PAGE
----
Salt Lake Skier's Totally Necessary Checklist

Getting up at 4am to ski? Par for the course.
Getting up at 4am to ski? Par for the course. Beth Lopez
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Snow has officially dusted the upper slopes of Utah's Wasatch—enough to have every Salt Lake City snowmonger abuzz with excitement. At this point, you've probably addressed the basics: are you getting a season pass, touring, or embracing a hybrid blend of both? You’ll need to have updated anything remiss in your ski setup, and surely you will have shopped the fall sales at local shops and buttered up to anyone with a bro code. To fund your pass and gear updates, you will have either saved up wisely (or maybe sold an organ: pancreases are, like, half optional, anyway.)

But to truly ensure you’re prepared for ski season, you’ll need to prime yourself for the inevitable intricacies of ski life. This is your next six months, after all. So, with that, we present you a checklist for every little detail you can think of (and some that you haven't). See you on the slopes.

Prep is all worth something at the end of the day.
Prep is all worth something at the end of the day. Beth Lopez

1. Decide you have everything you really need for the season, then read the gear-guide mags, question everything, and sell childhood treasures to fund the color-coordinated goggle and helmet that Instagram deserves to see.

2. Practice going up and down stair steps in your plastic ski boots. The slicker the steps, the better.

3. Base a post-workout meal on warm processed cheese sauce. It can be conveyed to your gullet via a white pre-frozen carbohydrate of choice. Burn a $20 bill immediately. Consider yourself prepared for the resort cafeteria experience.

4. Develop your resistance to the unexpected chairlift-bar whack to the head. Have a helpful friend volunteer to bop you on the head with a hollow metal bar at unplanned moments. Thank them for making you a stronger person.

Can you zip a zipper while wearing these?
Can you zip a zipper while wearing these? Frédérique Voisin-Demery

5. Successfully zip a zipper while wearing mittens. With training, you should work up to being able to accomplish this four times within an hour.

6. Practice putting a helmet and goggles on a squirming child who also needs to blow his nose.

7. Speaking of noses, practice snot-rockets. Yes, do it away from people, and handle the shame that precedes triumph.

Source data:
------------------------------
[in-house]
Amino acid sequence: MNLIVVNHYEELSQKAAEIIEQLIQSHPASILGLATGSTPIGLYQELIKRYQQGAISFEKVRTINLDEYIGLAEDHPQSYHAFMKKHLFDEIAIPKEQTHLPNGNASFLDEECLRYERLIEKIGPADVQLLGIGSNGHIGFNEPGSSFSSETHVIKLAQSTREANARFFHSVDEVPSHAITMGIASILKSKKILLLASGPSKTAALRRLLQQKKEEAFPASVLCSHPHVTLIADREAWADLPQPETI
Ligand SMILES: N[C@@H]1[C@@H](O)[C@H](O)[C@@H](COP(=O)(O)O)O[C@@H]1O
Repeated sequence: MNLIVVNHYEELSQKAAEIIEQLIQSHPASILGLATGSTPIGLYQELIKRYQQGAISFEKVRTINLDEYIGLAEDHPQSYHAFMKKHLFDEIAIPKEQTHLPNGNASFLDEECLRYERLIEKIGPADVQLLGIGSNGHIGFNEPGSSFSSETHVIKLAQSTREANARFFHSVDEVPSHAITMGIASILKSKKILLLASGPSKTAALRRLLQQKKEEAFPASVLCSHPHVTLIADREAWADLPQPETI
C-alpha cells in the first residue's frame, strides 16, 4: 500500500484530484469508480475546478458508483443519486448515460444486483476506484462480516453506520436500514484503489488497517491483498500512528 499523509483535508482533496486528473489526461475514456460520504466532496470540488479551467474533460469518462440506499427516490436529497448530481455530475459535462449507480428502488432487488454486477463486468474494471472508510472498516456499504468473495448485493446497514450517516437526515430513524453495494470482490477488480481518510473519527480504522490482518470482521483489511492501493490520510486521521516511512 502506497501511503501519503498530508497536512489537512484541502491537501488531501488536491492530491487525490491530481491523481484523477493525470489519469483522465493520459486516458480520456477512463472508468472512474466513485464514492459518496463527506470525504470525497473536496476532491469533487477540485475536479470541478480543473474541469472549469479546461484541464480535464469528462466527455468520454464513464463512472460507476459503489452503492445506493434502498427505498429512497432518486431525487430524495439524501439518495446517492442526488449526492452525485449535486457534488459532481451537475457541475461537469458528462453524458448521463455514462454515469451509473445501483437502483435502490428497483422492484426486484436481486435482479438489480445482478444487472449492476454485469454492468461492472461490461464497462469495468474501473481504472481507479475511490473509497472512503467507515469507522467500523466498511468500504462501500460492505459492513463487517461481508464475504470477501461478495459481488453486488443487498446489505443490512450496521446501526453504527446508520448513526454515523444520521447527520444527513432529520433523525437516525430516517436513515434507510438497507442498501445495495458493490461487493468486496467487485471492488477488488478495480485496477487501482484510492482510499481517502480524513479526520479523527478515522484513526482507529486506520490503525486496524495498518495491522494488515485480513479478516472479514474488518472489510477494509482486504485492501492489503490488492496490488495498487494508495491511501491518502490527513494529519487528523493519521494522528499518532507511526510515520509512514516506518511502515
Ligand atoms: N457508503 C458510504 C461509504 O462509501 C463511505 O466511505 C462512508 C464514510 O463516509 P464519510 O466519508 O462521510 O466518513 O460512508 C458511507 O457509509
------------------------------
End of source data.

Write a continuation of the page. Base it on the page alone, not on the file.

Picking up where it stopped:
8. Cancel your next haircut; with a proper ice coating, you can just snap off troublesome locks mid-lift-ride. (If you’re a braid-wearing lady, zip your jacket, get your hair stuck in the zipper, tear out a bunch while un-sticking it, repeat.)

9. Weigh the merits of using your meager savings account for either snow tires or car insurance. Congratulate yourself on selecting snow tires. Cross your fingers and drive extra carefully.

10. Drop your phone in an ice bucket. Curse, fumble, pull it out, wipe it on your shirt, pray.

11. Buy an avalanche shovel you’ll use all the time—to dig your car out after the plow blocks it in.

Another round is almost essential if you're waiting on traffic to dissipate.
Another round is almost essential if you're waiting on traffic to dissipate. Lisa Norwood

12. Develop a sixth sense for when après-ski canyon traffic dies down. Time your nachos-and-beer consumption accordingly.

13. Watch every ski movie teaser on the Internet at work, in a tiny browser window, on the lower corner of your screen—with your headphone volume set to maximum. (But contain the “Pew! Pew! Pew!” noises inside your cranium.)

14. Look up the snow forecast every morning, wring your hands, say a prayer, apologize for not praying more often, wring your hands again, make a good-karma donation to an organization fighting climate change.

15. Re-install the ski rack on your car. Realize you forgot where you put the Allen wrench that fits the one critical connector, make a trip to the hardware store. Forget how the darned thing even fits together, drink a beer, improvise with some screws left over from your last Ikea bookshelf. Your skis probably won't blow off.

Frozen hair can be the easiest to deal with.
Frozen hair can be the easiest to deal with. Beth Lopez

16. Prepare psychologically to look like a wind-burned, snot-crusted, hat-haired, damp-shirted version of yourself at the après bar. Decide not everyone needs a partner in life, and raise a glass to your solo future: You might be alone, but you can still carve it up like a badass, damn it.

Once you’ve thoroughly mastered each skill above, you’re set for final preparations. Start monitoring Wasatch Snow Forecast, download your Utah Avalanche Center app, and bookmark the Utah CommuterLink page for road updates and traffic cameras.

You’re now equipped with everything you could need to kick off ski season 2015-2015 on the right foot—pass, skills, plans, and all. Let the opening-day countdown commence.

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